Test obsession and Test Anxiety

Tests anxiety

“We live in a test conscious and test giving culture in which the lives of people are in part determined by their test performance”

Sarason, Davidson, & Lighthall

What’s interesting about this statement is, it was first published in 1960 and was based on students in the US, yet would not seem out of place in describing the situation in the UK.  The UK, as with so many other things has unfortunately caught up with the US and become a nation that tests and measures…everything.

Where a person’s worth is judged only by the tests they have passed it is perhaps not surprising that examination success has become so important and test anxiety increased.

But it’s not just the UK, this is a global obsession, take China for example where the pressure to succeed has become so intense that cheating in the Gaokao, the nation’s A-Chinese-invigilator-sca-010university entrance exam is a major problem. The government has not been slow to react and for the first time anyone found cheating will face a possible seven year jail sentence. In Ruijin, east China’s Jiangxi Province, invigilators use instruments to scan students’ shoes before they entered the exam hall, while devices to block wireless signals are also used to reduce the opportunity to cheat.

Test anxiety or stress

Stress is a broad term that is experienced when you find yourself in adverse or demanding circumstances, sitting an exam perhaps. Test anxiety is a situation specific type of stress, experienced by people who find examinations threatening. Recently, there has been an increased interest in exam stress and test anxiety in the UK and a need for it to be given closer academic scrutiny.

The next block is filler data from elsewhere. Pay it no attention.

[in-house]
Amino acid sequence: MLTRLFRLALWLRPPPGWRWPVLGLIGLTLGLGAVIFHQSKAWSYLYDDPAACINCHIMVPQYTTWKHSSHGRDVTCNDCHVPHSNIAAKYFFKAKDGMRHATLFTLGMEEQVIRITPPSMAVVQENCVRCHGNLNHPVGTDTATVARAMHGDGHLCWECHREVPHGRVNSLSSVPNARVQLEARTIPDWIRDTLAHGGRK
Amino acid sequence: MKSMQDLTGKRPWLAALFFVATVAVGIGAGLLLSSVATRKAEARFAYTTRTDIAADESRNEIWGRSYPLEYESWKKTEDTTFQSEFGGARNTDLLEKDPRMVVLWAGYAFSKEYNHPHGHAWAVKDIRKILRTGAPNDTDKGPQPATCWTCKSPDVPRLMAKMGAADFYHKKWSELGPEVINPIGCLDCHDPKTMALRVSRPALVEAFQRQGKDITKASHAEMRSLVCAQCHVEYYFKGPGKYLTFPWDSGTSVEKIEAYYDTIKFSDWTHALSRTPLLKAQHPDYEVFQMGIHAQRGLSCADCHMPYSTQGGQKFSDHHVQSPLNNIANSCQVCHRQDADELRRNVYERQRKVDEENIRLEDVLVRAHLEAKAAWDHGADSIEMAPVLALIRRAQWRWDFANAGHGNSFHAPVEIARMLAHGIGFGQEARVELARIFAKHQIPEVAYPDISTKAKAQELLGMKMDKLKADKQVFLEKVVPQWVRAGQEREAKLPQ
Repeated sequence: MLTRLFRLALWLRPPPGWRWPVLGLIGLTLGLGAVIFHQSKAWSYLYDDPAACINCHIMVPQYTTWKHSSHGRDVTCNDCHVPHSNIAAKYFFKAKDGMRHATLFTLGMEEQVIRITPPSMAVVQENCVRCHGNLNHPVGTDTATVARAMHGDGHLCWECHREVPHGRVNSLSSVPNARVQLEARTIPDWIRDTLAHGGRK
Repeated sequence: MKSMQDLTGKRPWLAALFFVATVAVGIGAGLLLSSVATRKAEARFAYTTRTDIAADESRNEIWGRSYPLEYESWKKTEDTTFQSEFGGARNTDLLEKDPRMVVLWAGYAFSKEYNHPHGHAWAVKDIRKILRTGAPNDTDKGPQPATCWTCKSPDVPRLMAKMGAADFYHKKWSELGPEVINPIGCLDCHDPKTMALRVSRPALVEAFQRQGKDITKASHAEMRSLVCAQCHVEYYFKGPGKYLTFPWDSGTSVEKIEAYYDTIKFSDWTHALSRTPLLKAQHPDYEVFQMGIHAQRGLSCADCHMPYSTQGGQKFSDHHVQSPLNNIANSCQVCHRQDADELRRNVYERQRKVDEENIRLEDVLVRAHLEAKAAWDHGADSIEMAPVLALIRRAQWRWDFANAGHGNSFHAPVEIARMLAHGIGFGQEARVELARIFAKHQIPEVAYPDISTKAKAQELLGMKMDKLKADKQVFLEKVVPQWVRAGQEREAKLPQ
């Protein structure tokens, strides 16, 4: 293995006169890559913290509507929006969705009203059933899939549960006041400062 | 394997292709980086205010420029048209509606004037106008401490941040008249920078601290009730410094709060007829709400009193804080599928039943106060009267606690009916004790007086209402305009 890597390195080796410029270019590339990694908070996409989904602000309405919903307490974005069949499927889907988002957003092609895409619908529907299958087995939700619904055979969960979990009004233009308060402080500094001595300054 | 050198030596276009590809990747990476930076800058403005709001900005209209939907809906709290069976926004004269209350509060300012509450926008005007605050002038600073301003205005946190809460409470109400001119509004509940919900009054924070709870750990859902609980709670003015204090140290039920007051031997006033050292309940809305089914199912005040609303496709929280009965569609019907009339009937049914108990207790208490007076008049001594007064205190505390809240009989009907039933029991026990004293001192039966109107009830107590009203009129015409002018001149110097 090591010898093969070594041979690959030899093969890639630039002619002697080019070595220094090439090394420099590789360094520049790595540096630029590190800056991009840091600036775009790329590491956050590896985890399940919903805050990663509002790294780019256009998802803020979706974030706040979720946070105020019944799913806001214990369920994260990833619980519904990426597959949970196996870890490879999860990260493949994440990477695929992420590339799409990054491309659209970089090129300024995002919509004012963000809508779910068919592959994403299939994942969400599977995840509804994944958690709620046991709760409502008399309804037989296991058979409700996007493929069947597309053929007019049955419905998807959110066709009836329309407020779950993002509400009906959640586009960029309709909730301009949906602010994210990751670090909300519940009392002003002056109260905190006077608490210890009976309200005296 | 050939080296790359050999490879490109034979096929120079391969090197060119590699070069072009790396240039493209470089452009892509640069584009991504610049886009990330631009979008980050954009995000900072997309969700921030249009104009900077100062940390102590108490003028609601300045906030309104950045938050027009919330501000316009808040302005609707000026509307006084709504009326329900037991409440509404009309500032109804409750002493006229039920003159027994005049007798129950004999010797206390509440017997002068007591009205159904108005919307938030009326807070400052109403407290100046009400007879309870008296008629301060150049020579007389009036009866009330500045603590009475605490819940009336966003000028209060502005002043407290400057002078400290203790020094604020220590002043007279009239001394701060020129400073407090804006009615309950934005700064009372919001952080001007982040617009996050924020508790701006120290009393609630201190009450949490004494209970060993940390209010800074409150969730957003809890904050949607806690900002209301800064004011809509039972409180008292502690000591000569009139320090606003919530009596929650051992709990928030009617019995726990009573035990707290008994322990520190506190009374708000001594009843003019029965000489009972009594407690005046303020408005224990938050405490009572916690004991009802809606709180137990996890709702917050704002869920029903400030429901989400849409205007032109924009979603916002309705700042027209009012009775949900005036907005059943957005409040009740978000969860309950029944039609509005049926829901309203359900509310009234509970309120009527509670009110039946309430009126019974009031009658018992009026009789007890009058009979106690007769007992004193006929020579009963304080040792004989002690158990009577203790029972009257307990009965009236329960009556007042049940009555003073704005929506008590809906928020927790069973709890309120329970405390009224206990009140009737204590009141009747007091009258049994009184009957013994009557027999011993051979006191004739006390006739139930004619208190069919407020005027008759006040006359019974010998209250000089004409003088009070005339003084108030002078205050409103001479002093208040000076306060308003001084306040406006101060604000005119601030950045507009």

The research so far shows that test anxiety can actually impair learning and hurt test performance. And this is the issue, are students underperforming in examinations, which as stated above can have a significant impact on their lives not because of their lack of knowledge or even their ability to apply knowledge, but simply because the medium used to assess them is an exam.

In simple terms test anxiety effects exams results and exam results play a major part in people’s lives.

There are three components of test anxiety (Zeidner 1998)

  • Cognitive – the negative thoughts you can have during tests e.g. “if I fail this I will fail all my examinations” and the performance limiting difficulties experienced as a result of anxiety e.g. inability to read questions clearly or solve problems.
  • Affective – physical symptoms e.g. trembling, tension etc.
  • Behavioural – test anxiety creates an environment that encourages students to avoid studying or best delay it.

The reason people develop test anxiety is thought to be rooted in certain social issues e.g. how you are judged by others and the fear of failure in the public domain. It may also be related to the type of anxiety people experience when they have to make a best man’s speech, for example. Another aspect is that it is not always what others think, but what you think of yourself that is the issue and so the expectation of exam failure could impact on an individual’s ego and self-esteem.

Phase one is OK BUT

I think in the UK we are through the worst part of this, let’s call it phase one, and by that I mean we know that examinations and testing are not the answer, and that people are not their exam result. We have learned this the hard way by producing groups of exam qualified students, releasing them into the world of work, ill prepared to cope with the demands of the workplace. In addition, we have developed helpful techniques that enable people to better cope with test anxiety. Some of these I have discussed in previous blogs, Stress or Pressure – Don’t let the bridge collapse, Exam stress – Mindfulness and the “7/11” to name but two.